California Bay Area employees (and workers across the nation) have the right to work environments that make them feel competent, confident, and safe in their daily work routines and long-term career growth and development journeys. In the workplace, illegal activities such as sexual harassment and sexual assault can be detrimental to employee performance and become a real threat to physical, emotional, and mental welfare. Following unwanted and inappropriate attention at work or if you have been a victim of sexual harassment, knowing what to do and who to turn to can be overwhelming and challenging.
Many victims feel intimidated or powerless towards their harasser; thus, many incidents of sexual harassment go unpunished. Abusers gradually become increasingly more forward, aggressive, and bold as time passes. As a result, victims of sexual harassment are often afraid to report the harassment they've suffered for fear of retribution or even retaliation. All employees should educate themselves on the various forms of sexual harassment and know when and how to take action.
Note: Documentation is critical. The moment an employee senses inappropriate actions and behavior, they should begin documenting the events.
Sexual harassment cases are all unique, and what you should do will depend on the circumstances of your situation. To decide how to respond to sexual harassment at work, you must first understand what sexual harassment is and the forms it can take.
The term sexual harassment covers unwanted sexual advances, verbal or physical acts of a sexual nature, and actions that create a hostile, harassing, or intimidating work environment based on an employee's gender. Under California law, offensive conduct does not necessarily need to be motivated by sexual desire but instead based on an employee's sex or gender identity, sexual orientation, or medical conditions. The term includes a wide range of forms of offensive behavior, including gender-based harassment of co-workers of the same sex and creating hostile working environments.
Quid Pro Quo Harassment: The Latin phrase "quid pro quo" refers to a swap, "this for that." The perpetrator uses sexual harassment to gain or maintain power over their victim, just like with other forms of harassment. Quid pro quo sexual harassment is executed when an employment opportunity, compensation, hourly wage increase, benefits, a title, salary, promotion, or other advantageous options are contingent upon going along with unwanted or unwelcome sexual advances. Regardless of whether the harassment is straightforward or implied, it is illegal.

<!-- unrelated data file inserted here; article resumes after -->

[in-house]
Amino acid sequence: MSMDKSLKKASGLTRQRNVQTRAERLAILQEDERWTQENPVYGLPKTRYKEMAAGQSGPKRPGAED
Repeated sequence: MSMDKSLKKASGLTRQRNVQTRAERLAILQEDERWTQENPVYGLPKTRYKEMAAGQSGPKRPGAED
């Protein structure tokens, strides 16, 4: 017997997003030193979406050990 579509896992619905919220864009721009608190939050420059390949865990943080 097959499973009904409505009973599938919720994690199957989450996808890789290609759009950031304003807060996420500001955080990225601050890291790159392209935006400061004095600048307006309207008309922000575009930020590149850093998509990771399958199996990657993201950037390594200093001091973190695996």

In California, an employer is strictly liable for incidents that involve supervisors, managers, or other higher-level employees.
Hostile Work Environment: Sexual harassment that leads to hostile work environments is one in which the victim is subjected to abuse or harassment in their work environment. A "hostile work environment" form of harassment must be so severe or pervasive that any reasonable employee in the victim's position would consider the behavior hostile, intimidating, or abusive.
Furthermore, hurtful behavior is motivated by a legally protected characteristic, attribute, group, or class. Protected characteristics and classes can be race, sex, religion, age, gender identity, mental or physical disability, marital status, and more. Hostile work environments can be those subjected to harassment motivated by hate or abuse toward someone with a protected trait, harassment aimed at an individual's race or religion (use of derogatory terms or racial slurs), or as is the focus here, sexual harassment.
When an employee is sexually harassed, working environments can become exceedingly uncomfortable. Employers, supervisors, or co-workers who make victims feel extremely uncomfortable may be responsible for such harassment. Additionally, it is possible to harass someone without requesting sexual favors like showing inappropriate photos or saying crude and vulgar statements to victims.
If you have been the victim of sexual harassment in the workplace, you should report the incident to your human resources representative and be sure to do so in writing. Submitting reports in writing and organizing any other related documentation will assist in proving the extent of the harassment later. Taking note of any witnesses and potentially getting written statements from them can also help you as a victim. Many times, victims will quit their job before reporting the sexual harassment. Doing so may mean losing out on lost wages and victims who leave before reporting may find it harder to prove their employer was aware of any sexual harassment.
On the other hand, if your employer is attempting to retaliate against you for reporting, know this is illegal, and you should seek to speak with a sexual harassment attorney. If you are unsure of how to report, have any other related questions, or wish to explore the legal options moving forward, an experienced San Francisco sexual harassment attorney will be of exceptional service to you.